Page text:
|Type||Oil transferred from wood to canvas|
|Dimensions||94.5 cm diameter (37+1⁄4 in)|
|Location||National Gallery of Art, Washington, D.C.|
The Alba Madonna is a tondo (circular) oil on wood transferred to canvas painting by the Italian High Renaissance artist Raphael, created c. 1511, depicting Mary, Jesus, and John the Baptist in a typical Italian countryside.
After a century and a half in Italy, it was in the collection of the Dukes of Alba in Spain until 1836, when it was sold to Nicholas I of Russia, and it became one of the highlights of the Imperial Hermitage Museum in Saint Petersburg. Clandestinely sold to Andrew W. Mellon by the government of the Soviet Union in 1931, it has been held by the National Gallery of Art in Washington, D.C. since 1937.
John the Baptist is holding up a cross to Jesus, which the baby Jesus is grasping. All three figures are contemplating the cross, which is being accepted by Jesus as a token of the Crucifixion. The three figures are grouped to the left in the round design, but the image is balanced by the outstretched left arm of the Madonna holding a book, and the billowing material of her cloak, with the figures arranged in a pyramidal composition. Arranged about the figures are symbolic flowers: lady's bedstraw for childbirth, cyclamen for love and sorrow, violets for humility, dandelions and red-centred anemones for the Passion of Jesus.
The tondo painting, on a round wood panel with diameter 94.5 cm (37.2 in), was commissioned by Paolo Giovio, after Raphael had left Florence in 1508 to live in Rome. The painting show development from his earlier work, perhaps inspired by the Sistine Chapel ceiling then being painted by Michelangelo.
Art historian Andrew Graham-Dixon has described the painting as "a breathtakingly beautiful work of art", linking her position on the ground to the iconography of the Madonna of Humility, but "her statuesque grandeur calls to mind earlier Renaissance images of the Madonna della Misericordia – images of the Virgin as Queen of Heaven and protectress of all humanity."
Giovio became Bishop of Nocera de' Pagani in 1528, and he donated the painting to the Sanctuary of Santa Maria dei Miracoliin Nocera Inferiore. The painting was bought in 1686 by the Viceroy of Naples, Gaspar Méndez de Haro, 7th Marquis of Carpio, who took the painting to Spain. On his death the following year, it was inherited by his daughter; she married Francisco Álvarez de Toledo y Silva , who became the 10th Duke of Alba in 1711, and during the 18th century the painting belonged to the Spanish House of Alba, whose name it bears.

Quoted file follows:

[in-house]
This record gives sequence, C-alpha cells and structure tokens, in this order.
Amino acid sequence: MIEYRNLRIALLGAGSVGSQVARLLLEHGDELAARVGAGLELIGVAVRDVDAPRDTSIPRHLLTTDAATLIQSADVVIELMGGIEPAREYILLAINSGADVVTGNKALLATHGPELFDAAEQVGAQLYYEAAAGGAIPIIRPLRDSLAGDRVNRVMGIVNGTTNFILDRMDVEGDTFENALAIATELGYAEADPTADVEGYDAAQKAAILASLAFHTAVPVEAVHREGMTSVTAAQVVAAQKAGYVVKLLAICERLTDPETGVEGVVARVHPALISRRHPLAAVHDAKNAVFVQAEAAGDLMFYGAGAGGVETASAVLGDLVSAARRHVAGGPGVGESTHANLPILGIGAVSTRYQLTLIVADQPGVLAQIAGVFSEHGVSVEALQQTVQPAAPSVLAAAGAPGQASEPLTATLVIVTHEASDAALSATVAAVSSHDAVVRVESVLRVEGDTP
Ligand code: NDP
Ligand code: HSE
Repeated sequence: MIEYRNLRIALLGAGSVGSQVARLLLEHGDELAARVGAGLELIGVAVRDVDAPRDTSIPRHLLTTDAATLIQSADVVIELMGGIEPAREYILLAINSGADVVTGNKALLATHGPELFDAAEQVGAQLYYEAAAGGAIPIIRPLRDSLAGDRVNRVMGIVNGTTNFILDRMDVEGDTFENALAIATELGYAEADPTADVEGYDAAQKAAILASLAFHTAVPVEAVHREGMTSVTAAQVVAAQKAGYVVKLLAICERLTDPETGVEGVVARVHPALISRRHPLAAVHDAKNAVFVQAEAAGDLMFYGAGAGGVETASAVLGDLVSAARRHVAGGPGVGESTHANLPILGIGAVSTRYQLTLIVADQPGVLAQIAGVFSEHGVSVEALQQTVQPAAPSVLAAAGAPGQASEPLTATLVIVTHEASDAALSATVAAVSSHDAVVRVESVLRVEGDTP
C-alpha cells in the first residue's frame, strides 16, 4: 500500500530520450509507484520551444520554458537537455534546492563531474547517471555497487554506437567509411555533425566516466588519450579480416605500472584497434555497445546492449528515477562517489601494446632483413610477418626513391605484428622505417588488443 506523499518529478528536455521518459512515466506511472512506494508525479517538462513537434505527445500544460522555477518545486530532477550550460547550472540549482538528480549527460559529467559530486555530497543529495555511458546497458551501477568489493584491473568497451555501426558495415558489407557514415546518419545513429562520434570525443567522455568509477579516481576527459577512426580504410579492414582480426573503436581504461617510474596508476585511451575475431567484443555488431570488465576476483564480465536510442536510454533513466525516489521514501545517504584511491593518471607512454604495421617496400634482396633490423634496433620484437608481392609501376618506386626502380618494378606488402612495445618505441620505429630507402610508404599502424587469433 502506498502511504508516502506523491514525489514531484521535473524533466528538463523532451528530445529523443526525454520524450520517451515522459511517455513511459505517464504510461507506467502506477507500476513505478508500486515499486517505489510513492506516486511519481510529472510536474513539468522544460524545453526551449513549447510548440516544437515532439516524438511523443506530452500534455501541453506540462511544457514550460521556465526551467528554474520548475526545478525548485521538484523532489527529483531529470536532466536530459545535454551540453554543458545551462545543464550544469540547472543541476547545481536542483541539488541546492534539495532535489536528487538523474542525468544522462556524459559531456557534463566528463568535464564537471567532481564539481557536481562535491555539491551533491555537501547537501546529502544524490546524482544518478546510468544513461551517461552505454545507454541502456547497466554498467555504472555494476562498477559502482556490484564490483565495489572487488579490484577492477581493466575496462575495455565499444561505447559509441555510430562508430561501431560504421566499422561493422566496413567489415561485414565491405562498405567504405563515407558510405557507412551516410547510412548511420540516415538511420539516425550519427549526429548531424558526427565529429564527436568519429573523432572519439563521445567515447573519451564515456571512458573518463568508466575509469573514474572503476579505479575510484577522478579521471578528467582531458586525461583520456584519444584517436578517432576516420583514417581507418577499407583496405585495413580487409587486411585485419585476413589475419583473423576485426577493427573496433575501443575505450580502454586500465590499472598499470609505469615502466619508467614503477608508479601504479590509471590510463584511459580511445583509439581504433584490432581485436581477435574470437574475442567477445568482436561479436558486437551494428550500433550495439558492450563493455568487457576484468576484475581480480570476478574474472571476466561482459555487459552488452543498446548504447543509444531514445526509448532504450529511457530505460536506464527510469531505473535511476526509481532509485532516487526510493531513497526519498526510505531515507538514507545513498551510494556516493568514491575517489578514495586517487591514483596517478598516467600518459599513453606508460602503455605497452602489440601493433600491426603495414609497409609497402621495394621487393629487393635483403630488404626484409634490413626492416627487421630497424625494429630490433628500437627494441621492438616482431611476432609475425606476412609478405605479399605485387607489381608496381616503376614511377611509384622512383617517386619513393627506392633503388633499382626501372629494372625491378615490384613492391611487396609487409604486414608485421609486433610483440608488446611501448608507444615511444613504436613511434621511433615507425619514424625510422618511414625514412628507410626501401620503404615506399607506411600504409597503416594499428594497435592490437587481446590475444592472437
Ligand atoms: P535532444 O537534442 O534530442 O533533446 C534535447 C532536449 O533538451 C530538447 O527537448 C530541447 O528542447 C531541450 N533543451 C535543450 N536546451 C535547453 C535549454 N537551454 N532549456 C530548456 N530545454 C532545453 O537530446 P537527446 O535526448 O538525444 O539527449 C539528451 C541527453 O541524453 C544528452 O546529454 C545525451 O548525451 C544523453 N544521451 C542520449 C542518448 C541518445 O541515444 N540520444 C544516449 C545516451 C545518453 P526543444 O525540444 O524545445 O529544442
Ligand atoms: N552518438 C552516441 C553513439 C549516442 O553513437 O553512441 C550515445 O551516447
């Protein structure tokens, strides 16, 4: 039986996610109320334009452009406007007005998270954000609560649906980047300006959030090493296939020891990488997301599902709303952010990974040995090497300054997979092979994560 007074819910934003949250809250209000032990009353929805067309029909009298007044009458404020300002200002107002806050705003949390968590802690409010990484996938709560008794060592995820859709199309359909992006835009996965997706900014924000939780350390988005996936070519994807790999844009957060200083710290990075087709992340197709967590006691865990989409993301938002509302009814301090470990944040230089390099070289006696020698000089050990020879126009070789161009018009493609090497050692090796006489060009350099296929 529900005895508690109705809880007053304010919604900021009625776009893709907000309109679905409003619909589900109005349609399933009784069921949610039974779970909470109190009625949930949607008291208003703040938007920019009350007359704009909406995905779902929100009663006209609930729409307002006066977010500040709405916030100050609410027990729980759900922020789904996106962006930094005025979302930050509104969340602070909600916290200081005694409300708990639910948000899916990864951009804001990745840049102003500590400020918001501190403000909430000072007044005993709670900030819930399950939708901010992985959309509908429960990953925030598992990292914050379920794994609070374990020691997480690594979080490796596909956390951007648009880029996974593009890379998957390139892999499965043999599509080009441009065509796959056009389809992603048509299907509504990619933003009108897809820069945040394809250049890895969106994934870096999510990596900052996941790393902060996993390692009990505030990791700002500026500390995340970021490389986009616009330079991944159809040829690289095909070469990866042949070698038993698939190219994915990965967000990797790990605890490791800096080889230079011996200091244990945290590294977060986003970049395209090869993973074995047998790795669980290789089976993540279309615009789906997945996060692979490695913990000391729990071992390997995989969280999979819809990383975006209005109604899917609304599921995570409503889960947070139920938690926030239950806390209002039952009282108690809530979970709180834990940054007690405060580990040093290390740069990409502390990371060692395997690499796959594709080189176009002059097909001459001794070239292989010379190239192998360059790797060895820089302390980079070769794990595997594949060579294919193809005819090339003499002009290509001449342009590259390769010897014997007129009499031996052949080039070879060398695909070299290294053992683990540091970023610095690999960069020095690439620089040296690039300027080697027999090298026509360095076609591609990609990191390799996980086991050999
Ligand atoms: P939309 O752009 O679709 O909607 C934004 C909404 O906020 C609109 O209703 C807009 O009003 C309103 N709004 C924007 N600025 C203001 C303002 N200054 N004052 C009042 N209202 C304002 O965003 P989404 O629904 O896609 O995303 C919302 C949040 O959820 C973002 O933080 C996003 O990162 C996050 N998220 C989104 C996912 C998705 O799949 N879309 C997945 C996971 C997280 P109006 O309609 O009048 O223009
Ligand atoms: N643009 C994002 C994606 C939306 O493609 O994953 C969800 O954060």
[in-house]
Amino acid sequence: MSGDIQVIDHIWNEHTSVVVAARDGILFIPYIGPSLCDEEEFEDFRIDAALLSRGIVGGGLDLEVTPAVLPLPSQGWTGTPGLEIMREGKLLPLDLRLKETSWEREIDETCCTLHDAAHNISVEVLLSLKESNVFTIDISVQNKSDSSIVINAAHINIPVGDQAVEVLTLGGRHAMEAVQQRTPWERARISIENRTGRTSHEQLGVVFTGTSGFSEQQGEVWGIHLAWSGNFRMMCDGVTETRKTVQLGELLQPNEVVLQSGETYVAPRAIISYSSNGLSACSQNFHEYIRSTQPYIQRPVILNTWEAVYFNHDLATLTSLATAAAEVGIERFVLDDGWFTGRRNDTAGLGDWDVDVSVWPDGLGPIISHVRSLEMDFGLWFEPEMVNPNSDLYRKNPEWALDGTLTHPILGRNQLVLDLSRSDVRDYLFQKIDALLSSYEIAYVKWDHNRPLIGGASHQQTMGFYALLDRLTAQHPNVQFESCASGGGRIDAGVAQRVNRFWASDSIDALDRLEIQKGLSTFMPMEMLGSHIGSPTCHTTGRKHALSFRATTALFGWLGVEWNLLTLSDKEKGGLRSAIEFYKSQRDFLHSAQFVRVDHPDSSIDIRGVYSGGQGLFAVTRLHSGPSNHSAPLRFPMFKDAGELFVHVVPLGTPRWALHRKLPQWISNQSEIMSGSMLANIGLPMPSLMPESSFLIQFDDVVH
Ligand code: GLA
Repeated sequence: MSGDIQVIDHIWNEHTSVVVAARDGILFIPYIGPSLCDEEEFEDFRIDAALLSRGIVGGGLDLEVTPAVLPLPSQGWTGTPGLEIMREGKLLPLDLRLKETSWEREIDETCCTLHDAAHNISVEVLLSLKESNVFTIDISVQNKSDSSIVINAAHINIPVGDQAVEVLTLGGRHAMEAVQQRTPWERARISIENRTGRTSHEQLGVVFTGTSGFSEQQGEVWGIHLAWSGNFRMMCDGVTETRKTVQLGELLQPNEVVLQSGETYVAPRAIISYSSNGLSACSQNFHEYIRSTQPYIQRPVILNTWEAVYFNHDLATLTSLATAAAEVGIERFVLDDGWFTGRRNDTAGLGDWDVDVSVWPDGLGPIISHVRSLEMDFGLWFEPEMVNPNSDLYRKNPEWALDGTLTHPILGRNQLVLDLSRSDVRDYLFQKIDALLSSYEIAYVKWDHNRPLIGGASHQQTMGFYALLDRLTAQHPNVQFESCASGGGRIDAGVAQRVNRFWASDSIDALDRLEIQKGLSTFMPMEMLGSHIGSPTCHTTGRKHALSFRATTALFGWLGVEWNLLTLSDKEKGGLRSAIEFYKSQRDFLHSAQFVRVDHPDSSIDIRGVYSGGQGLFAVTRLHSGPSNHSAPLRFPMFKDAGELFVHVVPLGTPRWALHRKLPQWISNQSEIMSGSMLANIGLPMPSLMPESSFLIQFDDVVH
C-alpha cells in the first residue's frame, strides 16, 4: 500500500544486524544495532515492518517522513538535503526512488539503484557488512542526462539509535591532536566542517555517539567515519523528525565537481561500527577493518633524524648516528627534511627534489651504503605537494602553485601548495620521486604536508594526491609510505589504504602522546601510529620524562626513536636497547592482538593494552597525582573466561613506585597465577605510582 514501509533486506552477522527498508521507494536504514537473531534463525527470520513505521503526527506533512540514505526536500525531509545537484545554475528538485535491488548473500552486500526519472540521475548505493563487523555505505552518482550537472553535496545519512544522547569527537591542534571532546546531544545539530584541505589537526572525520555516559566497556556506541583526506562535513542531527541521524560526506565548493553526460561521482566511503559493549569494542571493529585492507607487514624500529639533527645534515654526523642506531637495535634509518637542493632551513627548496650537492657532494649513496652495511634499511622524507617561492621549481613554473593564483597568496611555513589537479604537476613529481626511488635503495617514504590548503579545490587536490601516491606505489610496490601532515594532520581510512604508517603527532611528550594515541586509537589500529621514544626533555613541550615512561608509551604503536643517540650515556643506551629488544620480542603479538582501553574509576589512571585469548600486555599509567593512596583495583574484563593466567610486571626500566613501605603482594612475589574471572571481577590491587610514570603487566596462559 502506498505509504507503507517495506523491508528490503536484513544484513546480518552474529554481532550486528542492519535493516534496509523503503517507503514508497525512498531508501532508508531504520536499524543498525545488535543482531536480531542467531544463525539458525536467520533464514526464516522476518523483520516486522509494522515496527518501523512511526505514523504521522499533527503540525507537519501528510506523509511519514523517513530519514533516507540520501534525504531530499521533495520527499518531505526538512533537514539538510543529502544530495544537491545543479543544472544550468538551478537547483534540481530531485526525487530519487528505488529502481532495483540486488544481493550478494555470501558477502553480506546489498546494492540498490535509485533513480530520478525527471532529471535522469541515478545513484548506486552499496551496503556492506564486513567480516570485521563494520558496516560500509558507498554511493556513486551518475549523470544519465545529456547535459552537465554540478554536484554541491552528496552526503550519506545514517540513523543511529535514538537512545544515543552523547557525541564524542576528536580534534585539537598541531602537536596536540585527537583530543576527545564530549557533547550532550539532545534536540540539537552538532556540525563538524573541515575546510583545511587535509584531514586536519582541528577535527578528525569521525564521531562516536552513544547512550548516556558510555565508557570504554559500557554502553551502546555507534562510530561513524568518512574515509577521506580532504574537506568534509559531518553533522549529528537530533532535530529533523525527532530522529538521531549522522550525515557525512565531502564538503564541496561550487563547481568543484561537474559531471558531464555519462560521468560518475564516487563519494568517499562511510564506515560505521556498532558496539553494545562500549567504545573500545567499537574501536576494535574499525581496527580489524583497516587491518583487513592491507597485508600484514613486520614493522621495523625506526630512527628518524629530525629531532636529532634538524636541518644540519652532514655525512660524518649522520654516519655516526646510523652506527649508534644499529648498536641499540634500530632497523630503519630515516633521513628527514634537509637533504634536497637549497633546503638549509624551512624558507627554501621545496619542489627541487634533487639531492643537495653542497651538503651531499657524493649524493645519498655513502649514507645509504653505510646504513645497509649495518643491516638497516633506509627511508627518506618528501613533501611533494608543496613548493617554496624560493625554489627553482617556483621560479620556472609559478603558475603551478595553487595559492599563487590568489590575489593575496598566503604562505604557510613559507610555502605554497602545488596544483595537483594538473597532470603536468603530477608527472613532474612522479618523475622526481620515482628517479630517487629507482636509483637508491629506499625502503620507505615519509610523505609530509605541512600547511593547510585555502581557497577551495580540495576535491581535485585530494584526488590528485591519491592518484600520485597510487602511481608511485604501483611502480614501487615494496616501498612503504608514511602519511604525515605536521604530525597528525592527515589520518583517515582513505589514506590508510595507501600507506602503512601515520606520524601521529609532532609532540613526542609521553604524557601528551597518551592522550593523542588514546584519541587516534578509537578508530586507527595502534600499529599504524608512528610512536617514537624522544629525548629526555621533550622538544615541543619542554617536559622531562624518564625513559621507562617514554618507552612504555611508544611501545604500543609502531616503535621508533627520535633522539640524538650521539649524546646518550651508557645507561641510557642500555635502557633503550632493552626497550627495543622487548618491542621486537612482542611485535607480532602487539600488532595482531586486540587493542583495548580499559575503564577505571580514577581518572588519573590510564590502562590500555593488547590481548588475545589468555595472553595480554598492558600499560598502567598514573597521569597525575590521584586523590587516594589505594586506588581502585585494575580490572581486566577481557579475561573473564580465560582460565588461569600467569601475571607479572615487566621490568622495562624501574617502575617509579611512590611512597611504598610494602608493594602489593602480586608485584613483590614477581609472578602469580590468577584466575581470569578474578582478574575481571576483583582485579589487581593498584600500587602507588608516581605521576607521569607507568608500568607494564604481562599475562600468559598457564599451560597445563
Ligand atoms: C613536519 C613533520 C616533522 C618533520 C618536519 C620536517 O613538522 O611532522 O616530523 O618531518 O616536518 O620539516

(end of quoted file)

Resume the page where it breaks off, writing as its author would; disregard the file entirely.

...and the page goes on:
It was sold by the heirs of María Cayetana de Silva, 13th Duchess of Alba to the diplomat Edmund Bourke (1761–1821), then Danish Ambassador to Spain and later in France and England; and he sold the painting to William Gordon Coesvelt in London in 1820. In 1836 Coesvelt sold the painting to Nicholas I of Russia, who made it one of the highlights of the Imperial Hermitage Museum in Saint Petersburg. Almost a century later, in 1931, the government of the Soviet Union clandestinely sold it to Andrew W. Mellon, for 2.5 million rubles (about US$1.1 million). Mellon donated his collection to the National Gallery of Art in Washington, D.C. on its foundation in 1937.
During its time in the Hermitage, the painting would be transferred from a circular panel to a square canvas during the early nineteenth century. Through analysis of the painting, it was determined that the original panel was severely splitting down the center and on the right side. The canvas pattern is visible in the painting and the landscape on the far right was damaged in the transfer process.
During World War II the Alba Madonna was part of a group of over 100 pieces of art belonging to the National Gallery of Art that were transported by train to Asheville, North Carolina where they were stored in the unfinished music room of the Vanderbilt mansion, Biltmore House. Done with the utmost secrecy, heavy steel doors were installed and bars were put in the windows of the barren music room. In 1944 after it became clear that the war would soon be over the paintings were moved back to the National Gallery of Art.